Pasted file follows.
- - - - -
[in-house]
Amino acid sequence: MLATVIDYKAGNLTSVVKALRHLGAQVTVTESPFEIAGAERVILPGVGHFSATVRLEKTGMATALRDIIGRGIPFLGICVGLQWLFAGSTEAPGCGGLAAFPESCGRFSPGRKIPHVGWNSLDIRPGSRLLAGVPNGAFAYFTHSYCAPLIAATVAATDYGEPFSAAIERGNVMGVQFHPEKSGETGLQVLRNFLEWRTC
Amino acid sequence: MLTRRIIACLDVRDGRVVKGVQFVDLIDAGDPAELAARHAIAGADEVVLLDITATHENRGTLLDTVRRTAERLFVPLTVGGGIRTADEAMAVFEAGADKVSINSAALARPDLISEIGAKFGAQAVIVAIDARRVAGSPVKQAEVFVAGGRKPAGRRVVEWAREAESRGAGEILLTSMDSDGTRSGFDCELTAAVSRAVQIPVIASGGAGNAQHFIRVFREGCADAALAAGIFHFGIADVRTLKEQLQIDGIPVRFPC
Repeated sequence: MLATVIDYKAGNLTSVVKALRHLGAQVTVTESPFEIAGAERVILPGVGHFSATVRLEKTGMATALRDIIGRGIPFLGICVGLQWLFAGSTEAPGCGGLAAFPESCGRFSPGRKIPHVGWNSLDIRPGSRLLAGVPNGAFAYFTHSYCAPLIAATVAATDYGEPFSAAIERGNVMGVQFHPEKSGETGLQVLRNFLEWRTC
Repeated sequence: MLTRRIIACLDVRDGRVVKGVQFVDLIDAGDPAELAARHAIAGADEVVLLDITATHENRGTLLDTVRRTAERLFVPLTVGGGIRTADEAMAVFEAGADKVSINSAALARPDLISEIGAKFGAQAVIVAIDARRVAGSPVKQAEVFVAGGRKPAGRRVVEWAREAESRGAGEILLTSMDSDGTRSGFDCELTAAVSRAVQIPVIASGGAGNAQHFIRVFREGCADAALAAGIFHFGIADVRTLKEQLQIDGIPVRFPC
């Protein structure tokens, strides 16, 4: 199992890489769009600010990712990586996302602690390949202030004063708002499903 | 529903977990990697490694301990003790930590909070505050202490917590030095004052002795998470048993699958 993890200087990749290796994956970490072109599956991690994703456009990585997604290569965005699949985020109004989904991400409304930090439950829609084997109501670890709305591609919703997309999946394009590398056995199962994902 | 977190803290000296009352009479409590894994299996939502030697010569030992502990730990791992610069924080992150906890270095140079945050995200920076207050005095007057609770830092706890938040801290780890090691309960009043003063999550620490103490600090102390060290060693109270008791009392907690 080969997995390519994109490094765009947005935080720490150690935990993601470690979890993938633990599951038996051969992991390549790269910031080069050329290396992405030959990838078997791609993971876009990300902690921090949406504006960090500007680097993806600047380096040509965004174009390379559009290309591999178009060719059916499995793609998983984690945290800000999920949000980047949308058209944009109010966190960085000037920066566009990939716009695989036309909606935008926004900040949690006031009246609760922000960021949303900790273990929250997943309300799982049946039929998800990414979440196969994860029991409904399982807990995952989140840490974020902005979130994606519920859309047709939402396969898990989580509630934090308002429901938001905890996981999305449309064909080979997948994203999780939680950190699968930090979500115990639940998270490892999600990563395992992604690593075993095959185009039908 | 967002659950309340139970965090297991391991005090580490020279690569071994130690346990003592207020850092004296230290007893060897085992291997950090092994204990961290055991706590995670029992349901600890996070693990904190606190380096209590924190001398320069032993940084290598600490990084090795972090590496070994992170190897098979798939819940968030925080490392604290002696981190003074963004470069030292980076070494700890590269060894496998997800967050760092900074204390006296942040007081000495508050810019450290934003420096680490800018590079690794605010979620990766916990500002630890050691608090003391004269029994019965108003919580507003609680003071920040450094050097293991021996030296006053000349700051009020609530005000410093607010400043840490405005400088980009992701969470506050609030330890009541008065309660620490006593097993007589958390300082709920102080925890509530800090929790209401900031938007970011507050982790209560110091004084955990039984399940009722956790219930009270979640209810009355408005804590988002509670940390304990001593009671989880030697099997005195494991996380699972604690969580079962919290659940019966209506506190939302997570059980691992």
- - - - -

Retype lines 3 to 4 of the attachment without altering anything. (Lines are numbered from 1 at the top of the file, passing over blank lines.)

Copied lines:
Amino acid sequence: MLTRRIIACLDVRDGRVVKGVQFVDLIDAGDPAELAARHAIAGADEVVLLDITATHENRGTLLDTVRRTAERLFVPLTVGGGIRTADEAMAVFEAGADKVSINSAALARPDLISEIGAKFGAQAVIVAIDARRVAGSPVKQAEVFVAGGRKPAGRRVVEWAREAESRGAGEILLTSMDSDGTRSGFDCELTAAVSRAVQIPVIASGGAGNAQHFIRVFREGCADAALAAGIFHFGIADVRTLKEQLQIDGIPVRFPC
Repeated sequence: MLATVIDYKAGNLTSVVKALRHLGAQVTVTESPFEIAGAERVILPGVGHFSATVRLEKTGMATALRDIIGRGIPFLGICVGLQWLFAGSTEAPGCGGLAAFPESCGRFSPGRKIPHVGWNSLDIRPGSRLLAGVPNGAFAYFTHSYCAPLIAATVAATDYGEPFSAAIERGNVMGVQFHPEKSGETGLQVLRNFLEWRTC